By John Massey (not verified) on 13 Aug 2013 #permalink

The gender imbalance was with us from the start in 1982 because almost all of the original members were PhD students at an engineering college, who had a particular demographic skew. I don't know why we don't attract today's female PhD students. The society's activities have until recent years not been very social, so there has been little opportunity for any putative sex harassers to scare the ladies off.

Figuring out the causes of gender imbalances is hard, as the cultural causes can be subtle. Why is one field dominated by women, and another by men, especially in endeavors that are too recent to be strongly linked to traditions in the old patriarchal society?
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OT: "Dating Oldest Known Petroglyphs in North America" http://www.sciencedaily.com/releases/2013/08/130813121622.htm

By Birger Johansson (not verified) on 14 Aug 2013 #permalink

Yeah. Even harder to figure out is why there are major differences in gender balance in the same field in different countries, e.g. female participation in civil engineering is now much higher in Hong Kong than in Australia. And there is no kind of affirmative action or special encouragement for women to study engineering in Hong Kong, whereas in Australia they are constantly hand-wringing about it and discussing how they can increase female participation. This is pretty recent - traditionally, female participation in both places was low.

By John Massey (not verified) on 15 Aug 2013 #permalink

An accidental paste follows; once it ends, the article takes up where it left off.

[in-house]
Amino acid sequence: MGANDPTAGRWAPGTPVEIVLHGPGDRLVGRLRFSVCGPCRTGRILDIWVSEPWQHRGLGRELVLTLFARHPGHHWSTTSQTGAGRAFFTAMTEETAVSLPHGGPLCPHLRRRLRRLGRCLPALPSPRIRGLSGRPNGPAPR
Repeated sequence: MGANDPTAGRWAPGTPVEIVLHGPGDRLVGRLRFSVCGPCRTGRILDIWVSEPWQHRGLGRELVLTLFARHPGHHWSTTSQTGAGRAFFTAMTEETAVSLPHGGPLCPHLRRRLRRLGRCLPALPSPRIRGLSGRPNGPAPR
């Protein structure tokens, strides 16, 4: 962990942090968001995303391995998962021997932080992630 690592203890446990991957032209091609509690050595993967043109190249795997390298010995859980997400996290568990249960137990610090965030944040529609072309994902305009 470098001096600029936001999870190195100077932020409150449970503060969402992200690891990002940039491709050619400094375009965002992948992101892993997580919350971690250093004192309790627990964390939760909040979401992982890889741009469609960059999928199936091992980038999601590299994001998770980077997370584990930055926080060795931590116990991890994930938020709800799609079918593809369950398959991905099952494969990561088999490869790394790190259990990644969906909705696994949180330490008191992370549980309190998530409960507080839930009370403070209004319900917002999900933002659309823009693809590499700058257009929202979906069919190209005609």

(OT) Changing climate may have driven collapse of civilizations in Late Bronze Age http://phys.org/news/2013-08-climate-driven-collapse-civilizations-late…

Ancient artefact gets a good bake http://phys.org/news/2013-08-ancient-artefact-good.html -Lets preserve documents by burning them.

Busted: Researchers debunk myth of 'right-brain' and 'left-brain' personality traits http://medicalxpress.com/news/2013-08-debunk-myth-right-brain-left-brai… “Braaains...”

By Birger Johansson (not verified) on 16 Aug 2013 #permalink

Unrelated factoid; -If you are out in the boondocks doing research you are more likely to have favourably pitch-dark skies, suitable for star gazing.
There is a new nova in the Dolphin (not far from the Swan and the Lyrae) and it is increasing in strenght so it will be visible by the naked eye.
(Fortunately the cranks are too lazy to go outdoors so we should not have to worry about end-of-the-world prophesies)

By Birger Johansson (not verified) on 16 Aug 2013 #permalink

At the Fantastika 2013 convention you might get questions about this:
"World's oldest temple built to worship the dog star? " http://www.newscientist.com/article/mg21929303.400
(but Sirius was very low over the horizon at the beginning, so I doubt the interpretation)

By Birger Johansson (not verified) on 19 Aug 2013 #permalink

A Pluto-Sirius Dog dualism?

By Birger Johansson (not verified) on 19 Aug 2013 #permalink